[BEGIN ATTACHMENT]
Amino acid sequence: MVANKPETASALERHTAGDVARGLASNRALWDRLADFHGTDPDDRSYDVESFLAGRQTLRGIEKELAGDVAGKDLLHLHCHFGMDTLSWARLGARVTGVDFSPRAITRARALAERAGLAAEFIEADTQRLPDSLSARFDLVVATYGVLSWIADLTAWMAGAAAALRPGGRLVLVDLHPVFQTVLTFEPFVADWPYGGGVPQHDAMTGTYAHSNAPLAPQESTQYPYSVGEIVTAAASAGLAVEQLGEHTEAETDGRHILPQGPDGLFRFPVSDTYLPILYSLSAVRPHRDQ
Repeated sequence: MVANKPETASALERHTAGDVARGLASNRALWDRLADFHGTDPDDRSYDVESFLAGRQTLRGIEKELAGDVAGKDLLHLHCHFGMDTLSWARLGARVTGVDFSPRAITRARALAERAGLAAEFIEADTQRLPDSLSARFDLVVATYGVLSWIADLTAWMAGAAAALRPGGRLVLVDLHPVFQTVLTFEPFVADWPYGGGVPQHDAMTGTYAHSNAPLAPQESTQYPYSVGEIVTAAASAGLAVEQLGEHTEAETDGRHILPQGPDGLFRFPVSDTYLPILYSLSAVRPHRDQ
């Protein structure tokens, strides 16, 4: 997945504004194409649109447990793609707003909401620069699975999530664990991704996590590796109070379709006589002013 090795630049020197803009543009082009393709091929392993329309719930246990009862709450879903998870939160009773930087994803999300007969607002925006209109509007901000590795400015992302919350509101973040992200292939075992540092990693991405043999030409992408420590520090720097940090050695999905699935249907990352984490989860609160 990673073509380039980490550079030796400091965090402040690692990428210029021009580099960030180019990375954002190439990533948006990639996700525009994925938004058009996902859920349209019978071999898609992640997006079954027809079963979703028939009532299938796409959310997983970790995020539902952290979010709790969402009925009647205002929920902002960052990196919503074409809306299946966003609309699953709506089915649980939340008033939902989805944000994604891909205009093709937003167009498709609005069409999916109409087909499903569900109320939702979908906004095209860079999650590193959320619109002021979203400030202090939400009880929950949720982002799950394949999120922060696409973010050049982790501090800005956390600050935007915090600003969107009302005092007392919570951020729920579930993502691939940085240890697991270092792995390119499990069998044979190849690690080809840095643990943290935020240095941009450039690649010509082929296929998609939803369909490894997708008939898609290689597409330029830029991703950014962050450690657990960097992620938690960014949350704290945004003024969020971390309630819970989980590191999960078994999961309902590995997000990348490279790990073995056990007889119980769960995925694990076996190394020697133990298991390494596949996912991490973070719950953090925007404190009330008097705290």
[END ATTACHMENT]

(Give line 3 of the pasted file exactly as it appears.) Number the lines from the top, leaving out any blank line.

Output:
């Protein structure tokens, strides 16, 4: 997945504004194409649109447990793609707003909401620069699975999530664990991704996590590796109070379709006589002013 090795630049020197803009543009082009393709091929392993329309719930246990009862709450879903998870939160009773930087994803999300007969607002925006209109509007901000590795400015992302919350509101973040992200292939075992540092990693991405043999030409992408420590520090720097940090050695999905699935249907990352984490989860609160 990673073509380039980490550079030796400091965090402040690692990428210029021009580099960030180019990375954002190439990533948006990639996700525009994925938004058009996902859920349209019978071999898609992640997006079954027809079963979703028939009532299938796409959310997983970790995020539902952290979010709790969402009925009647205002929920902002960052990196919503074409809306299946966003609309699953709506089915649980939340008033939902989805944000994604891909205009093709937003167009498709609005069409999916109409087909499903569900109320939702979908906004095209860079999650590193959320619109002021979203400030202090939400009880929950949720982002799950394949999120922060696409973010050049982790501090800005956390600050935007915090600003969107009302005092007392919570951020729920579930993502691939940085240890697991270092792995390119499990069998044979190849690690080809840095643990943290935020240095941009450039690649010509082929296929998609939803369909490894997708008939898609290689597409330029830029991703950014962050450690657990960097992620938690960014949350704290945004003024969020971390309630819970989980590191999960078994999961309902590995997000990348490279790990073995056990007889119980769960995925694990076996190394020697133990298991390494596949996912991490973070719950953090925007404190009330008097705290």